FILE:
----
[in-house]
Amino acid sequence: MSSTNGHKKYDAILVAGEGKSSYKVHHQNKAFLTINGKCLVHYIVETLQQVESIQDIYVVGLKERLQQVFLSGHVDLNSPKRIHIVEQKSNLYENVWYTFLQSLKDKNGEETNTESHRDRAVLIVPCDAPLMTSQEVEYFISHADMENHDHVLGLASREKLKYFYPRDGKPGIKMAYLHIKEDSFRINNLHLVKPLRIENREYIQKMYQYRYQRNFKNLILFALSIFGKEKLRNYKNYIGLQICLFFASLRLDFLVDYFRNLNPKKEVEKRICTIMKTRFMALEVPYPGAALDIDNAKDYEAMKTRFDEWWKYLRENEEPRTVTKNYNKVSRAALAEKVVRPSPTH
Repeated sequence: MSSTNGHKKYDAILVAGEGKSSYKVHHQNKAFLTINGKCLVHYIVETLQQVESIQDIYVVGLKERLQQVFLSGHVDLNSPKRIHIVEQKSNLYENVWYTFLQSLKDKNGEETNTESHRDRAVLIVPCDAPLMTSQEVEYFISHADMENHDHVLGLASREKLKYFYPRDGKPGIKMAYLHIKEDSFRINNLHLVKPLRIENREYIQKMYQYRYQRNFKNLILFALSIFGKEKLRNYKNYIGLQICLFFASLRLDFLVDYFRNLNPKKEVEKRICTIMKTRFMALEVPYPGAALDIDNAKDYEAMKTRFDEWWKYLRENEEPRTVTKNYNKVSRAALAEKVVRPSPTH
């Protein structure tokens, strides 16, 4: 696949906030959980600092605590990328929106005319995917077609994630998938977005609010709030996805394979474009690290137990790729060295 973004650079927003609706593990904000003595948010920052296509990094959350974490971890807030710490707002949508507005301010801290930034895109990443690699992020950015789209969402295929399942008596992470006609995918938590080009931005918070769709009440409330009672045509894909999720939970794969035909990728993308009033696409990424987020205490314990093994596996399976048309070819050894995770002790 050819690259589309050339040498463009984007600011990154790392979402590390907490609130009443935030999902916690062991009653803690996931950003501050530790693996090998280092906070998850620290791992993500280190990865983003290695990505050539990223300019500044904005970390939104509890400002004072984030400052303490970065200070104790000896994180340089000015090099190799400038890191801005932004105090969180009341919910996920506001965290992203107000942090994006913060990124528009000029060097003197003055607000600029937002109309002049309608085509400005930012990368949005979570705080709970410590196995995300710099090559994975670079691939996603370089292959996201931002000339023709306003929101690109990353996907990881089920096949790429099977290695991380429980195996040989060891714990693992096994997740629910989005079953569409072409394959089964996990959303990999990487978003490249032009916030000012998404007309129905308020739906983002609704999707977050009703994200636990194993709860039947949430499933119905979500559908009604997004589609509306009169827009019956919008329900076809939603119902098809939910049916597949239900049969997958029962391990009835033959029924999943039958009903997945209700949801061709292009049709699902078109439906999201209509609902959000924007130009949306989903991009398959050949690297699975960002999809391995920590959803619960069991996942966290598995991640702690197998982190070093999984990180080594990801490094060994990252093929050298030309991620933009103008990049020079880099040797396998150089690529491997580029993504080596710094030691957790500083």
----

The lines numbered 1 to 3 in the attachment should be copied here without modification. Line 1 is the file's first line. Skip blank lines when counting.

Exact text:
[in-house]
Amino acid sequence: MSSTNGHKKYDAILVAGEGKSSYKVHHQNKAFLTINGKCLVHYIVETLQQVESIQDIYVVGLKERLQQVFLSGHVDLNSPKRIHIVEQKSNLYENVWYTFLQSLKDKNGEETNTESHRDRAVLIVPCDAPLMTSQEVEYFISHADMENHDHVLGLASREKLKYFYPRDGKPGIKMAYLHIKEDSFRINNLHLVKPLRIENREYIQKMYQYRYQRNFKNLILFALSIFGKEKLRNYKNYIGLQICLFFASLRLDFLVDYFRNLNPKKEVEKRICTIMKTRFMALEVPYPGAALDIDNAKDYEAMKTRFDEWWKYLRENEEPRTVTKNYNKVSRAALAEKVVRPSPTH
Repeated sequence: MSSTNGHKKYDAILVAGEGKSSYKVHHQNKAFLTINGKCLVHYIVETLQQVESIQDIYVVGLKERLQQVFLSGHVDLNSPKRIHIVEQKSNLYENVWYTFLQSLKDKNGEETNTESHRDRAVLIVPCDAPLMTSQEVEYFISHADMENHDHVLGLASREKLKYFYPRDGKPGIKMAYLHIKEDSFRINNLHLVKPLRIENREYIQKMYQYRYQRNFKNLILFALSIFGKEKLRNYKNYIGLQICLFFASLRLDFLVDYFRNLNPKKEVEKRICTIMKTRFMALEVPYPGAALDIDNAKDYEAMKTRFDEWWKYLRENEEPRTVTKNYNKVSRAALAEKVVRPSPTH